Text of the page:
The art of self-deprecation meets the business of publishing...
“Making art is all about humans and our psychology: who we are, how we behave, what we do with the hand we’ve been dealt. It’s closer to your own bone when it’s a memoir, but the bone is still the bone.” Why We Write About Ourselves: Some of Today’s Most Celebrated Writers on the Art of Telling Personal Stories That Unravel Universal Truth
Philip Larkin, letter to Barbara Pym (July 18, 1971), via The Paris Review:
Has anyone ever done any work on why memories are always unhappy? I don’t mean really unhappy, as of blacking factories, but sudden stabbing memories of especially absurd or painful memories that one is suffused and excoriated by — I have about a dozen, some 30 years old, some a year or even less, & once one arrives, all the rest follows. I suppose if one lives to be old one’s entire waking life will be spent turning on the spit of recollection over the fires of mingled shame, pain or remorse. Cheerful prospect!
“These memoirs hold out the promise that you, too, will be able to cope once the eye of Sauron falls on you. Even if the tips are not practical in nature, often the mere lyricism people are able to bring to their tragic situations serves as its own kind of succor. When it comes your turn, you too may be able to make sense of it all by elegant resort to, say, the French existentialists.” Why Memoirs By Dying Authors Are Always So Popular (And Critic-Proof)
Not only did Capote’s book inspire a feature film, at least one TV mini-series, and two biopics of the author, it’s had enormous influence, right down to today’s media phenomenons Serial and Making a Murderer Salon
“Folktales are often disregarded as lesser forms of literature, but they’re valuable sources of information on cultural history. Despite being fictitious, they work as simulations of reality." The Atlantic
“Underlying all his characters was his fascination with how different people might experience differently the same situation. … Where Tasso’s verses describe for Tasso and his readers the essence of war, Cervantes’ prose describes how his characters perceive and misperceive war. Tasso’s words paint heroes; Cervantes’ lines animate characters.” Arcade
For writers, economic freedom is artistic freedom. 99% » tend to be insecure and in debt. As a result, they play it safe...
Census news release: “Revenue for Internet publishing and broadcasting and Web search portal (NAICS 519130) employer firms increased 13.1 percent to $109.6 billion between 2013 and 2014
Nazi Roots of Ukraine’s Conflict Consortiumnews
In the summer of 1936, German émigré writers congregated on a beach in Belgium. They had nowhere else to go ...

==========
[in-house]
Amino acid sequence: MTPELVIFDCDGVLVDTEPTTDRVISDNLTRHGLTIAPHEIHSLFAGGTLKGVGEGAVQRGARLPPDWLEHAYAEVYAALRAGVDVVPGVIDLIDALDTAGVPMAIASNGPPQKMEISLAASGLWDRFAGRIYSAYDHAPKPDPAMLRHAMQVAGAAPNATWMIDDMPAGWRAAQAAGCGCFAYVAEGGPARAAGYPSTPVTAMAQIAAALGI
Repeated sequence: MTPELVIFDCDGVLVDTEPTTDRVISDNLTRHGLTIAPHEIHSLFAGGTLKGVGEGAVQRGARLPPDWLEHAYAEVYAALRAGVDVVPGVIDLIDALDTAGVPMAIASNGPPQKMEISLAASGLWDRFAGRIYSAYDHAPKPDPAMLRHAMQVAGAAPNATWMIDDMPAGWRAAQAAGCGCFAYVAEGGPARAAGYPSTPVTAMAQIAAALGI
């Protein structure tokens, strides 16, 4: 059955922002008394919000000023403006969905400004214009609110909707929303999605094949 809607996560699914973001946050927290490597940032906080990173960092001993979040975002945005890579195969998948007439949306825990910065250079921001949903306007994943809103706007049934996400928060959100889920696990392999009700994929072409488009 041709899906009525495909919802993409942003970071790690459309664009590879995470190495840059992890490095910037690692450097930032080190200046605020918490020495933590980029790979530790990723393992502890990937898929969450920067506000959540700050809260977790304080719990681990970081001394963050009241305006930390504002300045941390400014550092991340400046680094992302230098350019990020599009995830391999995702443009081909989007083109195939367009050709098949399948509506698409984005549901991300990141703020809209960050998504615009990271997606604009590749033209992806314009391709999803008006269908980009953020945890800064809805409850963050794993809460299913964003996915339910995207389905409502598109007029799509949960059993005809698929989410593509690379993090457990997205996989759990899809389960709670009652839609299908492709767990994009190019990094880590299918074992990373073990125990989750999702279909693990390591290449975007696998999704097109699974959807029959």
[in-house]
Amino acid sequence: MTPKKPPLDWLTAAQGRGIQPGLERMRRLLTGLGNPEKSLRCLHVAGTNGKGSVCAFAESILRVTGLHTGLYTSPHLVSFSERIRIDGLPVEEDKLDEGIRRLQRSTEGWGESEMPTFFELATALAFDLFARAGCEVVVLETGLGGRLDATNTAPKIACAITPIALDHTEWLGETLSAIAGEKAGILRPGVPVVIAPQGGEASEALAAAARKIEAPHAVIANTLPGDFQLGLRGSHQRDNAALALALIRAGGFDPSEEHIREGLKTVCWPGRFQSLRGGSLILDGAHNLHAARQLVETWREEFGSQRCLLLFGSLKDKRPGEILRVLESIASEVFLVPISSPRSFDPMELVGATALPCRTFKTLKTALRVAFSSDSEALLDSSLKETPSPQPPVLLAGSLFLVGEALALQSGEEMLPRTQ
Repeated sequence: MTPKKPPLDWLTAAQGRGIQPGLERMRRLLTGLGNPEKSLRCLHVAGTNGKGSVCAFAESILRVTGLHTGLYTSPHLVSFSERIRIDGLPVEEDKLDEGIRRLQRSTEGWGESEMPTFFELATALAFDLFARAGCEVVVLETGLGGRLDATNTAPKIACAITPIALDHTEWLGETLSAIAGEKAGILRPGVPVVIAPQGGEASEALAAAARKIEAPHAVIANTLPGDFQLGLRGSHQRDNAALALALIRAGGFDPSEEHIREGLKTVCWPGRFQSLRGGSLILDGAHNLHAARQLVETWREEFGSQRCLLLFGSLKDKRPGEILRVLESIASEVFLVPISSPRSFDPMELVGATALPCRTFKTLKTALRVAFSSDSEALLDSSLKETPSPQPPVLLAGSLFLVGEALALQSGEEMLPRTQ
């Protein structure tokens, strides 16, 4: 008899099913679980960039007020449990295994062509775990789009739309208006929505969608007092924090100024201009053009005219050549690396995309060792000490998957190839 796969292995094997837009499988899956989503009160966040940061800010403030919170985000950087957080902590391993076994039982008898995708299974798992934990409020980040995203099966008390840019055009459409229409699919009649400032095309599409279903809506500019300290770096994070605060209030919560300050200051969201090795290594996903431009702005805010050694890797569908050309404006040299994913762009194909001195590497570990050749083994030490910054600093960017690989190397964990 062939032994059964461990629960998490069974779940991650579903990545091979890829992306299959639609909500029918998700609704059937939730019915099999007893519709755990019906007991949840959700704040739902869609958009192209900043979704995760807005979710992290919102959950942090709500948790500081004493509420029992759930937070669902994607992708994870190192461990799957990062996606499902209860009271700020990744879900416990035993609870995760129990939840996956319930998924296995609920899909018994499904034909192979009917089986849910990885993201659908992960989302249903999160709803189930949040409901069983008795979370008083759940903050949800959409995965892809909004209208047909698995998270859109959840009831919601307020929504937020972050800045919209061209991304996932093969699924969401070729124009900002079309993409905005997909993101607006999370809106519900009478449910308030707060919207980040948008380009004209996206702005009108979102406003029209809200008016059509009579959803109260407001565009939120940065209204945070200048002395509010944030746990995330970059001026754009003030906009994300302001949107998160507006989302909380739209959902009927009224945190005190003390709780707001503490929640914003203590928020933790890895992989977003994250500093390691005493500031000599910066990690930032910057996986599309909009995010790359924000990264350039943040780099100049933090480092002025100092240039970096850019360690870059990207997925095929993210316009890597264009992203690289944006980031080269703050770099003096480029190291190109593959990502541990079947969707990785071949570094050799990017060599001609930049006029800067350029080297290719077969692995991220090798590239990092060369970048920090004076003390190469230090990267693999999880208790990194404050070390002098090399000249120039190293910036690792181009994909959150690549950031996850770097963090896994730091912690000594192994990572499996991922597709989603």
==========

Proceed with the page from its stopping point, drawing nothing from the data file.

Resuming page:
This is a miracle as MEdia Dragon dislocated shoulder after falling less than 30 meters at High Tatra Mountains
“Foreign-accent syndrome is similar to aphasia, a communication disorder that can cause a variety of speech problems, often after a stroke or brain injury. But that doesn’t explain psychogenic foreign-accent syndrome. And, if patients’ speech is just impaired, why would that register as a different accent?” The Atlantic
Since 1968, Roger Scruton has waged a war against the left. Most of his foes are dead, but he battles on ...
“The beloved first sentence is the product of dramatic changes one hundred and fifty years into the novel’s history. There are ample studies of the rise of the novel, but the move that would become the novel’s calling card has virtually no critical history.” Electric Literature
Behold Jonathan Franzen, opening his book trailer for Freedom with the words: “This might be a good place for me to register my profound discomfort at having to make videos like this.”
Amazon swimming in Digital Rivers Down Under
"Pimp my muse." Is anything so transparently self-conscious, self-undermining, self-mocking as a video book trailer for literary fiction?... While YouTube videos promoting celebrity memoirs, lifestyle guides, and children’s stories appear more or less existentially secure, lit-fic trailers belong on a therapist’s couch, working through their guilt at prostituting imaginative worlds to market appetites. These spots may be best understood not as commercials but as reality shows in which the tasteless, endlessly derided objective is “Pimp My Muse.” The Curious Case of the Self-Loathing Lit-Fic Book Trailer
Endless storytelling possibilities were open to playwright Andrew Bovell and director Neil Armfield in adapting Kate Grenville's novel for the stage. By opting for a profound sense of ritual, intermingled with stylised theatricality and laced with enchantment, they arrived at a deeper, more poetic truth than naturalism could ever have allowed The Secret River review: Novel's poetic enchantment and brutality comes to life